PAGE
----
We told the government to End Energy Debt!

Yesterday we took the voices of over 18,000 Debt Justice supporters to the heart of the UK government with a demand to end energy debt. 

photos of activists outside number 10 handing in a petition
Photos by Jess Herd ©

The cost of living crisis, poor quality housing and a broken energy system have pushed households into a record £2.6 billion of energy debt. Around £1 billion of this debt weighs down households with pre-pay energy accounts – leaving them at increased risk of energy disconnection and the deadly effects of cold, dark and damp homes this winter.  

As we approach Christmas, an estimated 6.4 million people are behind on their energy payments. In response we have come together with allies to call for emergency support with energy bills and debt.  Kay Ballard, who was part of the group handing in the petition, said:  

“Lack of government support and energy company profiteering means that this Christmas I have a choice between going into debt or living in a cold damp home. It is an impossible choice and only government action can solve the crisis.” 

Debt Justice supporters have been part of some inspiring energy debt campaign actions throughout this year. We joined the Warm This Winter mass lobby of MPs in spring and have used key moments like the autumn statement to keep the pressure up on the government. We told our stories about the impact that energy debt is having on our communities and called out energy company profiteering.  

Energy debt is a symptom of a broken system and this was brought home to us starkly this year as decision makers wrestled with how to tackle the unpayable debt on the books of energy retail companies.  

In April, the energy regulator Ofgem proposed allowing energy companies to charge all of us more on bills so they could recoup their losses. In response, almost 2000 of us wrote to Ofgem pointing out how unfair it would be to bail out the energy retail companies. We won this battle, only for the same proposal to come back around in a different form last month. It is a stark reminder of the inertia that exists in Westminster and the need for us to build collective power to overcome corporate interests.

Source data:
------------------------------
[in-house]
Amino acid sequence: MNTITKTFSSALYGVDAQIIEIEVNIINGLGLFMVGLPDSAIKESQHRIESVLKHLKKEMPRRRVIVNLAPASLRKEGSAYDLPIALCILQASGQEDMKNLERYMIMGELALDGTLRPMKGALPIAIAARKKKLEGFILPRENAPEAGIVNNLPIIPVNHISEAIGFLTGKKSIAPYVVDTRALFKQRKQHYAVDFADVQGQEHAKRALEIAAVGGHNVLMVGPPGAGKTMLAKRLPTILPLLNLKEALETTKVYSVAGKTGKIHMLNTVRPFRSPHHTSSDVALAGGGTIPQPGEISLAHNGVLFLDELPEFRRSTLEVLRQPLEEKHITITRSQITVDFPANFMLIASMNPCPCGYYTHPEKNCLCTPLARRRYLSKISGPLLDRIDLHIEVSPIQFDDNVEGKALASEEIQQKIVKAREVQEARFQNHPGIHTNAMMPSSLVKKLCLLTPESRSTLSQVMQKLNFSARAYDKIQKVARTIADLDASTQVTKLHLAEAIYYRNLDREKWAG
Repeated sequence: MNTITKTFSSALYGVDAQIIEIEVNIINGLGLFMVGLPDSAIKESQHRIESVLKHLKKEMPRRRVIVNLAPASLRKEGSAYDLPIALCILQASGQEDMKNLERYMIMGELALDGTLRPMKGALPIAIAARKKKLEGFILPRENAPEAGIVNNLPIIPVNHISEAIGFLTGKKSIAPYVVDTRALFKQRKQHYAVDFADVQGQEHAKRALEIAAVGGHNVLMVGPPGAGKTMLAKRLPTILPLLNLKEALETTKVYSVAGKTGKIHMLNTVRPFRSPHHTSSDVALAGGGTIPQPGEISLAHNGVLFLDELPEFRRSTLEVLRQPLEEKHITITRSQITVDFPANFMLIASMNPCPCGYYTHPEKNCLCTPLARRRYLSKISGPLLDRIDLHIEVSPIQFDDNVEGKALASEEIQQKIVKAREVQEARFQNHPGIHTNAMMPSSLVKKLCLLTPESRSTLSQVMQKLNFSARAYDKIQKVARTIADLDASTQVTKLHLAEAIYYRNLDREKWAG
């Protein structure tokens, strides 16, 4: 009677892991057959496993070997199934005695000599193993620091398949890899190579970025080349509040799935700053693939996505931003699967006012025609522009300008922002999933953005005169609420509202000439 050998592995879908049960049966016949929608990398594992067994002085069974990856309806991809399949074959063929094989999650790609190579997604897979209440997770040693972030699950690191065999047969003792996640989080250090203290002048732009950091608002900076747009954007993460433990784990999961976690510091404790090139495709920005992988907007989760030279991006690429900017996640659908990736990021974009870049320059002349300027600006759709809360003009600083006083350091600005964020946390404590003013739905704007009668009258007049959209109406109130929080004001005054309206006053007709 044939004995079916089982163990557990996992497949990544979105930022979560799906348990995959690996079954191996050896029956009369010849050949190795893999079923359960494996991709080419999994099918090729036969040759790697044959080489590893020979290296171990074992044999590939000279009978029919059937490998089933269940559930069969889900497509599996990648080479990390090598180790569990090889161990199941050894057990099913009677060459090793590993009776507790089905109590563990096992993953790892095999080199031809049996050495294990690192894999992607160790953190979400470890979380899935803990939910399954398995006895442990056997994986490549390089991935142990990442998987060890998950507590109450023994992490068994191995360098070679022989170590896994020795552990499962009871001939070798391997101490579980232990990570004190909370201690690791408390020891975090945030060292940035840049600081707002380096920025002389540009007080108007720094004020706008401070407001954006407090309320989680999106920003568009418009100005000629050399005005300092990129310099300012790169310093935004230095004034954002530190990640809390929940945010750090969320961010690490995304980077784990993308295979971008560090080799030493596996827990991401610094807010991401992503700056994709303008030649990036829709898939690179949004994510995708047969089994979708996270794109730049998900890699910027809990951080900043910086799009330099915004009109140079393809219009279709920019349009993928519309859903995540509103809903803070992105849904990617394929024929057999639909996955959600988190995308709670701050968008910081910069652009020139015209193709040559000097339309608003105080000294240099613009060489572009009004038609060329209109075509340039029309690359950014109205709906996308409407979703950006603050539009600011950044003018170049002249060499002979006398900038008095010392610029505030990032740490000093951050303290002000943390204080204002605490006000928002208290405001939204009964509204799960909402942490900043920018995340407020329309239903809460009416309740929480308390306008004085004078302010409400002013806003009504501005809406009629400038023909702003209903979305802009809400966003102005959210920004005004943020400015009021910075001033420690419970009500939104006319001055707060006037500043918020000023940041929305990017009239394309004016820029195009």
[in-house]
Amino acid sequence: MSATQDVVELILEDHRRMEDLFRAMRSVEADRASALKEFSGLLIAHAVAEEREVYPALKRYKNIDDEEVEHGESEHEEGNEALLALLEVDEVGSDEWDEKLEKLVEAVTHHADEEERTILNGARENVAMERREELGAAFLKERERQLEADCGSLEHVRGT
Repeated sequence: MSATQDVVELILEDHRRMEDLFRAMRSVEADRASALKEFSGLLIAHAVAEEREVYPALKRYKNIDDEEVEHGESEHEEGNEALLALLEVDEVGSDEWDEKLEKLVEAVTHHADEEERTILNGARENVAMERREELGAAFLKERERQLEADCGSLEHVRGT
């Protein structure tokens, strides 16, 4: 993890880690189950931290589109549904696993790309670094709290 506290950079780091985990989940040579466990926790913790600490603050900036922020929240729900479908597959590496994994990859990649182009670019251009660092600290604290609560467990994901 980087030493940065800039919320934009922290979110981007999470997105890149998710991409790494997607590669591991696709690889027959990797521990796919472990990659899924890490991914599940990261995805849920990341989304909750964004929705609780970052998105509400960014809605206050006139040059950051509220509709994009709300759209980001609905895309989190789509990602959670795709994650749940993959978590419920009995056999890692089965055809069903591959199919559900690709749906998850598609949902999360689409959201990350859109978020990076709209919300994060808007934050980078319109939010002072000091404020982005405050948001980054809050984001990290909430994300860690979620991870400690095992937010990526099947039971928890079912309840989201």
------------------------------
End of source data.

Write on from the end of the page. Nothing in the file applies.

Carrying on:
Next Steps

Next year will be a general election year. So far, politicians have said very little about how they plan to tackle the debt crisis facing many of us across the country. That’s why we have come together to build a Together Against Debt manifesto for what we want to see changed.  

Together, we are speaking out and standing up for our families, friends and neighbours who have been saddled with unpayable debts, in a crisis that nobody could plan for.   

It’s time politicians heard about the devastating effect debt is having in our communities and on people’s lives up and down the UK. Next year we’ll deliver our Together Against Debt manifesto to all political parties. If enough of us get involved, then we know we can’t be ignored. 

Share This